KUMD Album Review: Ruminations

Oct 26, 2016

Conor Oberst | Ruminations

The leaves have turned and in that Duluth wind whispers a certain change. The crisp leaves will soon give way to even crisper, icy mornings. Fear not, Northerners; where layers of sweaters and wool socks fail to wrap snugly, Conor Oberst’s new album, Ruminations, will be sure to blanket every listener in warmth. Oberst’s smooth vocals with a slight twang glide over the piano and guitar with various lapses into Bob Dylan-esque harmonica affairs.

A glimmering loneliness haunts the vocals on Oberst’s newest release. Really, what’s expected when the album was birthed straight out of an Omaha winter within 48 hours? After a health scare that led the Bright Eyes singer to furiously dig through his consciousness from being shown the dark edge of life comes an intimate letter to self.

“Counting Sheep” directly addresses Oberst’s step back from the spotlight and into the fluorescent hospital halls where he received treatment for a cyst on his brain as well as his ongoing battle with anxiety: “Life is a gas, what can you do? Catheter piss, fed through a tube, cyst on the brain, blood on the bamboo.” Ruminations screams raw: raw composition, raw lyrics, and utterly raw with emotion.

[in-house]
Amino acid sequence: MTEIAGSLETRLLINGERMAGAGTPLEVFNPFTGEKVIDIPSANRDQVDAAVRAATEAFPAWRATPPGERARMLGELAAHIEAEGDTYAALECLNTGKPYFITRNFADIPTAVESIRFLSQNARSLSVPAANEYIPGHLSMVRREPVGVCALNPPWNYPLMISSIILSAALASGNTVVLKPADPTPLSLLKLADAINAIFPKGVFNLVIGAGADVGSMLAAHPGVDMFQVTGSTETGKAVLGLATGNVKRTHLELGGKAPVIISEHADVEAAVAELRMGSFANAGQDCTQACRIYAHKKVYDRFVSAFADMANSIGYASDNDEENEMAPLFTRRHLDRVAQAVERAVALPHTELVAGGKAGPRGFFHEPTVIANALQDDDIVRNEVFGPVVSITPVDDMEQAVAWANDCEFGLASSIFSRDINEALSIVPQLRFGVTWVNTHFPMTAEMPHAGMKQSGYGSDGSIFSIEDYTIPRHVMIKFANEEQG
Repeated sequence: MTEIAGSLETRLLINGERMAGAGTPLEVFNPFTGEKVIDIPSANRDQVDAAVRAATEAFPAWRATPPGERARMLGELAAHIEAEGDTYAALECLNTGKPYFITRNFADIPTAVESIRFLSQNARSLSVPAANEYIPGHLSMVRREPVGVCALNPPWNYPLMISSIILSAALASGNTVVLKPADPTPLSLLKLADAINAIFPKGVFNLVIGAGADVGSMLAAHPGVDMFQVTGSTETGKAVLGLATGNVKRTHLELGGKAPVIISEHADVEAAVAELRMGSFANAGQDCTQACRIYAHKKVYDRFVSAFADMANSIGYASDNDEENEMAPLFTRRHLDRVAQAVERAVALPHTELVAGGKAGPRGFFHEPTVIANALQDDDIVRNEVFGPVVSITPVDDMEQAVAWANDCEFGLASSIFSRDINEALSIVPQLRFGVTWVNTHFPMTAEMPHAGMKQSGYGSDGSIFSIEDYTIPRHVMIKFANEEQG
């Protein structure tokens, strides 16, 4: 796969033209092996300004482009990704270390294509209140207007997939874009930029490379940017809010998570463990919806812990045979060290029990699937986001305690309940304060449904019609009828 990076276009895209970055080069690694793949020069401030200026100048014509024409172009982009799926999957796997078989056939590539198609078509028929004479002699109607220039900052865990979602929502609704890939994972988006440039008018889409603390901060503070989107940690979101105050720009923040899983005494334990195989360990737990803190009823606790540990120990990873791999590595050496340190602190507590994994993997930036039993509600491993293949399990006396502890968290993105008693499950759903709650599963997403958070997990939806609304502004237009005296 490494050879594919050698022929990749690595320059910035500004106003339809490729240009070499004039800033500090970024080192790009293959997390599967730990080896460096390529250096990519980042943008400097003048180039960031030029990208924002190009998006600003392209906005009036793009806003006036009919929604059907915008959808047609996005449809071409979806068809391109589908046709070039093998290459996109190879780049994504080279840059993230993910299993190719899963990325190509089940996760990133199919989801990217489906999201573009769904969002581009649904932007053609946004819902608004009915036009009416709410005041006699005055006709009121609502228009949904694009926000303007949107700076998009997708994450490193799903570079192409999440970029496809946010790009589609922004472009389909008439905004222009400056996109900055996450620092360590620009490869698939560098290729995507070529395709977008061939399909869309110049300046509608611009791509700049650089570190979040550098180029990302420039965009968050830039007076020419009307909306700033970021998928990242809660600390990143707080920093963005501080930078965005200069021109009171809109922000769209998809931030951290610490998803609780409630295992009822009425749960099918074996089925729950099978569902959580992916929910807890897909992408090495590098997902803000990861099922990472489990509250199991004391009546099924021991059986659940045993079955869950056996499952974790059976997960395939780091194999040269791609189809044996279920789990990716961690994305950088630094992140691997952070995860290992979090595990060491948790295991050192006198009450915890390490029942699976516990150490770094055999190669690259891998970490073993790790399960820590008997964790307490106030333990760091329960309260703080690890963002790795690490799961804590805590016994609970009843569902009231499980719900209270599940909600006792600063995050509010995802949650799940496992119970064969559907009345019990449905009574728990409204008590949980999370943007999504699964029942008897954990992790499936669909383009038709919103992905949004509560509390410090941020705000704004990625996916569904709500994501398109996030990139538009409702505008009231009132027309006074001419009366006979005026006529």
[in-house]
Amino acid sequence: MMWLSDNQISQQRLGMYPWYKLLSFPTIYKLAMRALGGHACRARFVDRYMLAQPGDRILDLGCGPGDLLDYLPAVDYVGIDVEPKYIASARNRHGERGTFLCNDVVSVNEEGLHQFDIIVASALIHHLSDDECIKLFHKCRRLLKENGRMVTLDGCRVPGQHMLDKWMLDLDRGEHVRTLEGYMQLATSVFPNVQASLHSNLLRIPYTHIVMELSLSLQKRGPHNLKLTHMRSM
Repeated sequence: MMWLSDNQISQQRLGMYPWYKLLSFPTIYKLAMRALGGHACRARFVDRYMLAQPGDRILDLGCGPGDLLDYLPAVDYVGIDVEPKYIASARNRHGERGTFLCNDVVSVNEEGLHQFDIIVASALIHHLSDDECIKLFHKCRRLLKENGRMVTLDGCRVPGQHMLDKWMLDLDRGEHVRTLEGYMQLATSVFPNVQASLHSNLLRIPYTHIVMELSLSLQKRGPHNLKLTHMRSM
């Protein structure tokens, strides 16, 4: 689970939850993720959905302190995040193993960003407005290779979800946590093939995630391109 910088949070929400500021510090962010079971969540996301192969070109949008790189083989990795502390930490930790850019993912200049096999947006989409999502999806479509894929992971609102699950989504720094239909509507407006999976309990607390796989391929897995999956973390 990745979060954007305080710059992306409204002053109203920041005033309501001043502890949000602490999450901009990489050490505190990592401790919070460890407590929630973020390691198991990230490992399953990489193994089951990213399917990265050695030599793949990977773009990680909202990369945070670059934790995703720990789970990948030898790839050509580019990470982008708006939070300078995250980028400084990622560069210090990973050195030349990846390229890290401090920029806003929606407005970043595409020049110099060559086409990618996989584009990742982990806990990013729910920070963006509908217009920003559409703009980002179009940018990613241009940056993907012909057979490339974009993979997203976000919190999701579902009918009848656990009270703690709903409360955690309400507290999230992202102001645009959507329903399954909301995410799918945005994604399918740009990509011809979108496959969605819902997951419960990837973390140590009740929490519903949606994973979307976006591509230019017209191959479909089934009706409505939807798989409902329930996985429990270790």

Like any good folk tale, Oberst refers to historical American figures from John Muir to Ronald Reagan in his candid narrative. In “A Little Uncanny” the singer-songwriter builds pedestals for these figures then tears them down in the same stanza of appraisal. “He impressed everyone he thought trial by fire was America's fate. He made a joke of the poor people and that made him a saint.” Fitting to his poetic nature, “You All Loved Him Once” mirrors the same use of polarizing lyrics, only this time it seems to be aimed inward, “You all loved him once, not without cause, you all loved him once, now he is gone.”

The straightforward, confessional delivery of Ruminations can leave a bad taste in your mouth, but true to his nature, Oberst closes the album with an invitation to wash it all down with a drink of choice, “if you’re gonna talk like that, at least buy another round and we can keep drinking till St. Dymphna kicks us out.”

Ruminations rings true to its name, guaranteed to leave a listener or two pondering Oberst’s work, the album’s overtones of loneliness is sure to rally folks together in the coming winter weather.

Catch the record performed in its entirety on the artist’s website: